The Wisconsin Department of Natural Resources, or any other government or research organization for that matter, just does not have the financial resources to conduct a study just because a zoning official requests it, especially given the lack of evidence nationwide that any problem exists with home-sized turbines. Based on our best available information, the relatively smaller blades and short tower heights of residential wind energy systems do not present a threat to birds.
See also: Bats and Wind Turbines
1. National Wind Coordinating Committee Avian Collisions with Wind Turbines: A Summary of Existing Studies and Comparisons to Other Sources of Avian Collision Mortality in the United States (NWCC), p. 10.
2. NWCC, p. 10.
3. NWCC, p. 8.
4. Tower Kill p. 2.
5. Communication Towers: A Deadly Hazard To Birds p. 19.
6. Battered By Airwaves p. 6.
7. Battered By Airwaves p. 4.
8. Communication Tower Guidelines Could Protect Migrating Birds p. 2.
9. NWCC p. 12.
10. The Environmental and Economic Costs of Pesticide Use p. 1.
11. Cats and Wildlife: A Conservation Dilemma p. 2.
12. Synthesis and Comparison of Baseline Avian and Bat Use, Raptor Nesting and Mortality information from Proposed and Existing Wind Developments p. 7.
13. NWCC p. 2.
14. NWCC p. 1.
15. NWCC p. 2.
16. Effects of Wind Turbines on Birds and Bats in Northeast Wisconsin p. 68.
17. Effects of Wind Turbines on Birds and Bats in Northeast Wisconsin p. 75.
18. Effects of Wind Turbines on Birds and Bats in Northeast Wisconsin p. 67.
Avian Collisions with Wind Turbines: A Summary of Existing Studies and Comparisons to Other Sources of Avian Collision Mortality in the United States; National Wind
Coordinating Committee; West, Inc.; August, 2001
Battered By Airwaves; Wendy K. Weisenel; Wisconsin Department of Natural Resources; October, 2002.
Cats and Wildlife: A Conservation Dilemma; John S. Coleman, Stanley A. Temple, and Scott R. Craven; University of Wisconsin-Extension; 1997.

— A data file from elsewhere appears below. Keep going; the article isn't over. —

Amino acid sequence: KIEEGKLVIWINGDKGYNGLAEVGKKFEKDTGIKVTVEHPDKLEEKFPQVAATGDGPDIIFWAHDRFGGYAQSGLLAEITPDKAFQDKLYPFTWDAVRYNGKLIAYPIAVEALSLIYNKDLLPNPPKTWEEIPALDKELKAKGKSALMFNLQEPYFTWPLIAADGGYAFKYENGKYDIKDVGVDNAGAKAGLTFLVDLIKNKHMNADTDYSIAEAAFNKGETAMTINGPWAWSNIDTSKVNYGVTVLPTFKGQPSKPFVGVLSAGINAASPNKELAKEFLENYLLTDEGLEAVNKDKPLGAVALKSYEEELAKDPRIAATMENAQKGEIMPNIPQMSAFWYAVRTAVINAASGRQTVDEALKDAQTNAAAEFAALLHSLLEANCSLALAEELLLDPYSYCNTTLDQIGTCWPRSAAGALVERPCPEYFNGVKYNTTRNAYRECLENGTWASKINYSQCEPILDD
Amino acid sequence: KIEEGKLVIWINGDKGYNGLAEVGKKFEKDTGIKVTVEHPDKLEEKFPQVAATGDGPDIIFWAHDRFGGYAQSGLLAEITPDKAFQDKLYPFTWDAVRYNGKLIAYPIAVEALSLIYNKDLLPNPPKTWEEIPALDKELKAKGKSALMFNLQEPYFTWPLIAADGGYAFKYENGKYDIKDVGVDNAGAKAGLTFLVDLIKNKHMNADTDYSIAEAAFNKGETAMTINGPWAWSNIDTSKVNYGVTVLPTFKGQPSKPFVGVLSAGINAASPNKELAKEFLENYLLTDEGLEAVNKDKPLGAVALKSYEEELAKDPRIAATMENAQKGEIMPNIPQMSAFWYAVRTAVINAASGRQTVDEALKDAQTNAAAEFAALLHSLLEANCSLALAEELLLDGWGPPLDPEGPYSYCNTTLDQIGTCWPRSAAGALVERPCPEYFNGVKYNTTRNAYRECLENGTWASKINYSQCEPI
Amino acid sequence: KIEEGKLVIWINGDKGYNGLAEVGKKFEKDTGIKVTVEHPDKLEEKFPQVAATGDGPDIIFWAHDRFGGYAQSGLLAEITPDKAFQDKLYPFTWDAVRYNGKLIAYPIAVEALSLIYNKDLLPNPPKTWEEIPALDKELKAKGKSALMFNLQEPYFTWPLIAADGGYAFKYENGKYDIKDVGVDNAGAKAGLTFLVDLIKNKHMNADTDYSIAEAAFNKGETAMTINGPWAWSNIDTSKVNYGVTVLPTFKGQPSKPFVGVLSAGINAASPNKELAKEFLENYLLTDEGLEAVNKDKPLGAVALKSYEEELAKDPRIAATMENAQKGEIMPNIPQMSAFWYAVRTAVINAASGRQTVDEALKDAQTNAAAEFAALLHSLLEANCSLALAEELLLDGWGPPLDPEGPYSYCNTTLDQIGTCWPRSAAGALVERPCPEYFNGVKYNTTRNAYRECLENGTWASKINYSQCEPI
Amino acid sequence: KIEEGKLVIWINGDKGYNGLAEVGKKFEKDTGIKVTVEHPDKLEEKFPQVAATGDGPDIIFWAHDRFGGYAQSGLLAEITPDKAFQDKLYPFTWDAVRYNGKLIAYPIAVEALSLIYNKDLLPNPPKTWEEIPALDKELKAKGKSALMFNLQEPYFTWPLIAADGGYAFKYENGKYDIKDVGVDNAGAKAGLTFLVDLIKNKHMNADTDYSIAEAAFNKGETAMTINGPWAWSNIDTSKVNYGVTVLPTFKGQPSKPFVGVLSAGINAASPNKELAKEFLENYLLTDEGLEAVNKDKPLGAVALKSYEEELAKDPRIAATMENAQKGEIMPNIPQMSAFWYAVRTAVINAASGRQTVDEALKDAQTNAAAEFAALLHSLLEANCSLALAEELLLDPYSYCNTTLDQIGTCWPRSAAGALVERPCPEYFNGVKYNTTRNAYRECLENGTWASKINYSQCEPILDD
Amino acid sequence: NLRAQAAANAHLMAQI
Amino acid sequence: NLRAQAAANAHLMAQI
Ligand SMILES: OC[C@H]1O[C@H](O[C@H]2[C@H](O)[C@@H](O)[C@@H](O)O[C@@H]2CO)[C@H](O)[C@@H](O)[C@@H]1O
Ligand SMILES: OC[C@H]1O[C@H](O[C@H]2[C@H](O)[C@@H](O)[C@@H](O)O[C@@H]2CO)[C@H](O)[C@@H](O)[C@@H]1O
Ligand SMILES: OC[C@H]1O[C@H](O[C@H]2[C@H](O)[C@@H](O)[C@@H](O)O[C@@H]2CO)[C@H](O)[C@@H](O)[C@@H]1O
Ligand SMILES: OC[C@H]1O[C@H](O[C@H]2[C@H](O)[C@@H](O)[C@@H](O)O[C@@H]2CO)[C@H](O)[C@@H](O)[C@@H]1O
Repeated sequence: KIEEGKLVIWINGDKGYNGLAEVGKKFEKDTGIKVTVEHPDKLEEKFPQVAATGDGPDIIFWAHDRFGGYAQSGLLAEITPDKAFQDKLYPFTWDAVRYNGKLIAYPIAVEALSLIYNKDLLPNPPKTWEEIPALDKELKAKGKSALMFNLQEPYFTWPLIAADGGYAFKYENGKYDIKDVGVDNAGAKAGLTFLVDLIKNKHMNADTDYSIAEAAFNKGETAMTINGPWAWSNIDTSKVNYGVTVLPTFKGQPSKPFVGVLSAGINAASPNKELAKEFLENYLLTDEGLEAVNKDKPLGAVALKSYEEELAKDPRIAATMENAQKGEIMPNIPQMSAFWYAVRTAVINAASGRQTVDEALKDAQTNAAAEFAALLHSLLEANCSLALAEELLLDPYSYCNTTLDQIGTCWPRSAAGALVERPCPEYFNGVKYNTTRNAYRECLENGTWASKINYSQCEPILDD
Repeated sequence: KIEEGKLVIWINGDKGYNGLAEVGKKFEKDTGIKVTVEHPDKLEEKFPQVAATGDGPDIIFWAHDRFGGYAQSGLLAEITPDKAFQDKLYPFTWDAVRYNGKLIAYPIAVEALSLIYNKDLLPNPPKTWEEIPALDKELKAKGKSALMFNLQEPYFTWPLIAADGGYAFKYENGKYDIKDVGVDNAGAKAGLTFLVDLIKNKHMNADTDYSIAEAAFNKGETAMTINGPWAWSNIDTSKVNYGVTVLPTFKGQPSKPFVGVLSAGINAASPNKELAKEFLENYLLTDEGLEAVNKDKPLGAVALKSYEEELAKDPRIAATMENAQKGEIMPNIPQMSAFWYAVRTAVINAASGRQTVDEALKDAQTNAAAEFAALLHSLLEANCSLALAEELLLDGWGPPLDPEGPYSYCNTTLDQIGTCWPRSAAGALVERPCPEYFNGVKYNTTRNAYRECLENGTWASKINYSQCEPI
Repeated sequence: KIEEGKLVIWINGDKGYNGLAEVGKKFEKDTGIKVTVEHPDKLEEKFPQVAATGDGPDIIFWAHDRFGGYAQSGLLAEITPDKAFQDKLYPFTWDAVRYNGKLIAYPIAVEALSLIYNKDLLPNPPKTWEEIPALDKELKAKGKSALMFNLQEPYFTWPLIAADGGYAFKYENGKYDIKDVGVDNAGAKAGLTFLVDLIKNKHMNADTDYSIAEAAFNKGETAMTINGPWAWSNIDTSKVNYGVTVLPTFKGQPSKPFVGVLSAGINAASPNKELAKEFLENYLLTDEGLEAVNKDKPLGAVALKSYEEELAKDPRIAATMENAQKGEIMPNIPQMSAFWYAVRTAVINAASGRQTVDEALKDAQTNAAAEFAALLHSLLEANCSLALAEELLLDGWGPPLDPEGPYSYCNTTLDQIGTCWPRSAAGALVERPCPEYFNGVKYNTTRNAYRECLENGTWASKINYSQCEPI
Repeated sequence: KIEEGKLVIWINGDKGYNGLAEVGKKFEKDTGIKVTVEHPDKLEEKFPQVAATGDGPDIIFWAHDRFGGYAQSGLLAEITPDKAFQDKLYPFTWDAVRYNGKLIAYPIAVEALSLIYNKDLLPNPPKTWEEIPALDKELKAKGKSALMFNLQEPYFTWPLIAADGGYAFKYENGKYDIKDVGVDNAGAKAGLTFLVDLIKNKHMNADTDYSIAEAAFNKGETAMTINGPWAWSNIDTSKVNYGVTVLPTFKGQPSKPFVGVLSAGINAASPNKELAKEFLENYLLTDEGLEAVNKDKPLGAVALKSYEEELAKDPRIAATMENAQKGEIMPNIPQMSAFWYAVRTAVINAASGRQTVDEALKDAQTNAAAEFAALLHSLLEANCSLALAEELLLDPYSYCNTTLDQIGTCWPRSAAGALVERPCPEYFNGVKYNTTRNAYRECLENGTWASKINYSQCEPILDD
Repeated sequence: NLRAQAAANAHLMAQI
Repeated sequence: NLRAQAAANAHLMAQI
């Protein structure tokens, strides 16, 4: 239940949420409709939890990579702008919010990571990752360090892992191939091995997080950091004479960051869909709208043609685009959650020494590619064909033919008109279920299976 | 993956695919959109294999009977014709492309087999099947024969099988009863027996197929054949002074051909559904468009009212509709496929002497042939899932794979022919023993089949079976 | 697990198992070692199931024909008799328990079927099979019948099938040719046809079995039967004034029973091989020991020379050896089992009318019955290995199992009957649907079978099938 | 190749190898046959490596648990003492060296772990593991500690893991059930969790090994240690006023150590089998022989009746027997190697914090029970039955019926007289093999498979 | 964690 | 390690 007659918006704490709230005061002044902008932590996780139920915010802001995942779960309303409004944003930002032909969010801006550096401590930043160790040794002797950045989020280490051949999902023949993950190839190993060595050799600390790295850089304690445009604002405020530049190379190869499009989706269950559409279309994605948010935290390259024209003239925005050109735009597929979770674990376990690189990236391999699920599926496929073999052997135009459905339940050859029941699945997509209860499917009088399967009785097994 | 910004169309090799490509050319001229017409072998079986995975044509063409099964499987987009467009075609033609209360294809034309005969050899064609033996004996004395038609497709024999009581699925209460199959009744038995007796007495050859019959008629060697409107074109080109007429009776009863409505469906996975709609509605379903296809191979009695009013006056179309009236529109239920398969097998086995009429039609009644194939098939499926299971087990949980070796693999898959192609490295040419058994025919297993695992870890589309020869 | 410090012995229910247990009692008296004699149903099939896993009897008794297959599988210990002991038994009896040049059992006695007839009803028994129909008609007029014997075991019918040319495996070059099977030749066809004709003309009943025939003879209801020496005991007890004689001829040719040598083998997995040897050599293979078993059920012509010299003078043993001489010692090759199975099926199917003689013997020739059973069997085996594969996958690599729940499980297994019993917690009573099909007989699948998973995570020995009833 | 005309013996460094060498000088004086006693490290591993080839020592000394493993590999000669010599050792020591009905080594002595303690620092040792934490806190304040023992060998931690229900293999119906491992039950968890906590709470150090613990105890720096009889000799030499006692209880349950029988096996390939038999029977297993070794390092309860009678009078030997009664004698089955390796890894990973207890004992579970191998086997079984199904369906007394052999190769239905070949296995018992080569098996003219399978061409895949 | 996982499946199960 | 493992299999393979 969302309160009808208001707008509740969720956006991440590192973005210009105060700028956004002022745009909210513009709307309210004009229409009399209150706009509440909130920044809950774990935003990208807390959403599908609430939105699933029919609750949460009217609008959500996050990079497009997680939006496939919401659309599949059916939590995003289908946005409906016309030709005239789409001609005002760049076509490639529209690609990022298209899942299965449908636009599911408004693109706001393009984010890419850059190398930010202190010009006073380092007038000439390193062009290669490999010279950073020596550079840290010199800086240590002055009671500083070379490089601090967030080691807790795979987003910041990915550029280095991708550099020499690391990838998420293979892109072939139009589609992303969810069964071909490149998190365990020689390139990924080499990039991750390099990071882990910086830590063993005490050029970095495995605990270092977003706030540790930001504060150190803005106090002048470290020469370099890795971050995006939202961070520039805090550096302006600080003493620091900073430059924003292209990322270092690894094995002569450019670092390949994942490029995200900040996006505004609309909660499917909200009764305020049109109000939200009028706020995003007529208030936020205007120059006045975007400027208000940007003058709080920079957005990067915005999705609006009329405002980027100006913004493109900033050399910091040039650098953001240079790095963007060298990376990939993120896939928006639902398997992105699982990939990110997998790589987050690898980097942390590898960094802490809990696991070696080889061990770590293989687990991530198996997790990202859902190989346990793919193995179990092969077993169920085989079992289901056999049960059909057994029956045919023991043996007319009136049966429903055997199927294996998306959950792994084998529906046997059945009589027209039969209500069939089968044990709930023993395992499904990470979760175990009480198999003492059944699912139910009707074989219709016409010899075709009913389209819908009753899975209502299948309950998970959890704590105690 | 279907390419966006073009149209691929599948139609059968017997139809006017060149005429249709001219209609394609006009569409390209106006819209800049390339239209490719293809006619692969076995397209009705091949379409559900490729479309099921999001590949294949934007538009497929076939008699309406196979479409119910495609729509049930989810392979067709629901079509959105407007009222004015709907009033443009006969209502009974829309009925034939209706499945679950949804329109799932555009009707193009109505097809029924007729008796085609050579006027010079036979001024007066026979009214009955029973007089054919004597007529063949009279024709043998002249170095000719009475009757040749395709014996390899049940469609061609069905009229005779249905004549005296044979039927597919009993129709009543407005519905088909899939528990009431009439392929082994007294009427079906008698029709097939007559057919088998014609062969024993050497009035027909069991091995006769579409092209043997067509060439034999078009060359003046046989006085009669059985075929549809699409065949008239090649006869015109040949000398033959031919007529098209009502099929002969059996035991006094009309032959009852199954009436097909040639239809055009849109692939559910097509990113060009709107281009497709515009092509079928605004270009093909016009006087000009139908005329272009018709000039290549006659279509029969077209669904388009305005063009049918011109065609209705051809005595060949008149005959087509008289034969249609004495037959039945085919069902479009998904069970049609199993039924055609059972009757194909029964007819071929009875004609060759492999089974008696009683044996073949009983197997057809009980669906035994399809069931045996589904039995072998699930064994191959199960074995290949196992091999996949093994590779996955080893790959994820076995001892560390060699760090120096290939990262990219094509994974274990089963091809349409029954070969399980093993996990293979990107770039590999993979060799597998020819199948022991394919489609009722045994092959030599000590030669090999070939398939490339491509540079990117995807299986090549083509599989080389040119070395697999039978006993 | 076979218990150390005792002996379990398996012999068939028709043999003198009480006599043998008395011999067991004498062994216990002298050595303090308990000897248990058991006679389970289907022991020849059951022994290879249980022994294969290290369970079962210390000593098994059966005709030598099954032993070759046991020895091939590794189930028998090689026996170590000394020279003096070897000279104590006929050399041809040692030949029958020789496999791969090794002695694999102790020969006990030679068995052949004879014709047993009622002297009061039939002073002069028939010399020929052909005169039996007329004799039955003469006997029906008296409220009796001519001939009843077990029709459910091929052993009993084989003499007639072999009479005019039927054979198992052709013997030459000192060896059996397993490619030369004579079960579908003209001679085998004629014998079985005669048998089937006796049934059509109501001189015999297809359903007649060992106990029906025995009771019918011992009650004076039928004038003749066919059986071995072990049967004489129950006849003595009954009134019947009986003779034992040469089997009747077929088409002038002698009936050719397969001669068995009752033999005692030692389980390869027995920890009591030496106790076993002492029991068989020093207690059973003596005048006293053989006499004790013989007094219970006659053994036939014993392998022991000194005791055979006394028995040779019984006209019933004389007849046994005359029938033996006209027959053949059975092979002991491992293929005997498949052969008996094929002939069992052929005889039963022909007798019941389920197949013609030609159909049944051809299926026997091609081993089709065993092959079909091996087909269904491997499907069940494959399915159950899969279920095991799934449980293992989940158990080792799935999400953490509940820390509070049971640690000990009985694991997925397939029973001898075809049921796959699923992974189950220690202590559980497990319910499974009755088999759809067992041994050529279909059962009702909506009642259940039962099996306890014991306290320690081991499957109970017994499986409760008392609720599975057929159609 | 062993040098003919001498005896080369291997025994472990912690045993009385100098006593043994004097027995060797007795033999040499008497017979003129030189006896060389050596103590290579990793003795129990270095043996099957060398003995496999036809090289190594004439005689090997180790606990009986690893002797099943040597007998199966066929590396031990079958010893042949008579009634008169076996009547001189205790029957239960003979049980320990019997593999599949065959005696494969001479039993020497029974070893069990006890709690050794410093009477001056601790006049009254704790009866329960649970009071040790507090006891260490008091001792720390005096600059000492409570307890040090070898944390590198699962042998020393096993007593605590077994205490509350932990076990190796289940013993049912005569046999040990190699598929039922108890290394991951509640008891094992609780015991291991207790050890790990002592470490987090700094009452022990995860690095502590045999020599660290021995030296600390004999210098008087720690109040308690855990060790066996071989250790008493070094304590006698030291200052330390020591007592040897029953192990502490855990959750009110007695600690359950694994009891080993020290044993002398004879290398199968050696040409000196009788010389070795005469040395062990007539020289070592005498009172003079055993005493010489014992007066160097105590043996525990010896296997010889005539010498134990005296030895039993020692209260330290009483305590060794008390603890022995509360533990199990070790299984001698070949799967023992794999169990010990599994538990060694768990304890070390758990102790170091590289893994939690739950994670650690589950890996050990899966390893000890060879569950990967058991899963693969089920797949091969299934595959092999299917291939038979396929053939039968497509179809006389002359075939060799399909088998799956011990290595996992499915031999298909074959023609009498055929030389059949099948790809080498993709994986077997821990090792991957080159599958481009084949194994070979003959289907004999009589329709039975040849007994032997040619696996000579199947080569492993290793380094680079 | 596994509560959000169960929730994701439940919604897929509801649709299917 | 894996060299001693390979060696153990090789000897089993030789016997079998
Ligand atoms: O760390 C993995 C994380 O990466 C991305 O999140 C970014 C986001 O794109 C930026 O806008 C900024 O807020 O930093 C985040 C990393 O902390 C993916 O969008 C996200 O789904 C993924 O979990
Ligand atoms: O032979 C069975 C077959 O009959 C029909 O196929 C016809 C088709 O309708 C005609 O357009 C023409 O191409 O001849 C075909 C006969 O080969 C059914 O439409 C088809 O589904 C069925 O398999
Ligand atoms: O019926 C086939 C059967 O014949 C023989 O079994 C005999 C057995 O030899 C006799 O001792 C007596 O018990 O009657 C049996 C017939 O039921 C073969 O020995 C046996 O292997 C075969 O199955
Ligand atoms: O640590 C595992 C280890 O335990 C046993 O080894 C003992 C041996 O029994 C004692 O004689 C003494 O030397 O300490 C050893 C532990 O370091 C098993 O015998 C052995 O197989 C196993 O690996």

Communication Towers: A Deadly Hazard To Birds; Gavin G. Shire, Karen Brown, and Gerald Winegrad; American Bird Conservancy; Jume, 2000.
Communication Tower Guidelines Could Protect Migrating Birds; Cat Laazaroff; Environmental News Service; 2002.
Effects of Wind Turbines on Birds and Bats in Northeast Wisconsin; Robert W. Howe, William Evans, and Amy T. Wolf; November, 2002.
Synthesis and Comparison of Baseline Avian and Bat Use, Raptor Nesting and Mortality information from Proposed and Existing Wind Developments; West, Inc.; December, 2002
The Environmental and Economic Costs of Pesticide; David Pimentel and H. Acquay; Bioscience; November, 1992.
Tower Kill; Joe Eaton; Earth Island Journal; Winter, 2003.
-- Mick Sagrillo, Sagrillo Power & Light Co.
Windmills (otherwise known as bird blenders) should be banned.
The birds are the least of my problems with wind “energy”.
I hear you. Subsidies, grants and tax credits are the only way these wind farms exist and the cost of the power is still too high to the consumer.
There is great criminality involved in the money-shuffling done by these power companies and politicians. Where is a good forensic accountant when needed? Most of these DIMs and their crony-capitalist buddies need to be imprisoned. CRIMINALS ALL.
You nailed it, couldn’t agree more. 0bama and thugs have taken crony capitalism to a pathetic new high.